Germany is eyeing to use face recognition technology and gaining access to chat services like WhatsApp in order to track militants.
“New security measures will be taken to combat terrorism, including the use of face recognition technology to track the movements of terrorists”. German Interior Minister Thomas de Maiziere said Tagesspiege Saturday.
The government is planning a trial of the technology this summer at Berlin's Suedkreuz railway station. If achieved, it will be rolled out across the country.
Currentlym we have video surveillance at railway stations. However, we have not been able to store the image of a terrorist on the run in software so that it raises the alarm when he appears somewhere at a station," de Maiziere told the newspaper Tagesspiegel.
Since the proposed technology will only be used to record the faces of terrorists, the right of ordinary citizens to privacy will be unaffected.
However, other proposed measures such as official access to encrypted messenger services like WhatsApp are more controversial. "We want messenger services to have end-to-end encryption so that innocent citizens' communication is undisturbed and secure," the politician, a member of Angela Merkel's Christian Democratic Union (CDU), said.
But with an SMS, security authorities need to have access under certain conditions, the member added.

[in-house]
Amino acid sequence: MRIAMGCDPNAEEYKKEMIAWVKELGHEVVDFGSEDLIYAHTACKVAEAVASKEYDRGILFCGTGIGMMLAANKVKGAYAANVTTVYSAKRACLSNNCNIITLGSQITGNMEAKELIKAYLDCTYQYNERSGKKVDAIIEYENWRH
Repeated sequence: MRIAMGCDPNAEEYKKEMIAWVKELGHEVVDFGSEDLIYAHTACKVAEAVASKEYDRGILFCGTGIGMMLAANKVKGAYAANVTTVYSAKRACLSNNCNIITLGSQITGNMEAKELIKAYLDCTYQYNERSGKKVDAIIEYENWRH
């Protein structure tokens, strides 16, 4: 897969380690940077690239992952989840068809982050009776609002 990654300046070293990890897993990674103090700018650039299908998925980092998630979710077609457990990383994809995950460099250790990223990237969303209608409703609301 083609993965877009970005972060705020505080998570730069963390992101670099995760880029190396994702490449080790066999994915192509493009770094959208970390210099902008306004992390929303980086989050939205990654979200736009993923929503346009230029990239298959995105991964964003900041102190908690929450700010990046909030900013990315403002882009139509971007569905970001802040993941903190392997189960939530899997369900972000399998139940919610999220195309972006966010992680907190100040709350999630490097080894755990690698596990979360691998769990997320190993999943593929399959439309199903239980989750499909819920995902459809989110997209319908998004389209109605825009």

The authorities are looking at a number of ways to monitor the communications of terrorist suspects, including the use of "online searches" of internet-connected equipment and "Quellen TKÜ" (source telecommunications surveillance).
The latter is the preventive surveillance of online Skype conversations, chat and other internet-based communication, which monitors a suspect's online communication before it is encrypted.
In February, the CDU and its coalition partners in the Social Democratic Party (SPD) published a draft amendment to the penal code which is to be debated in the Bundestag in the coming weeks. The legislation includes provisions for the use of online search and source telecommunications surveillance by police investigators.
De Maizière said that established methods of analogue surveillance should serve as the benchmark for digital surveillance.
"It must be legal and technically possible in the digital world," the Minister said.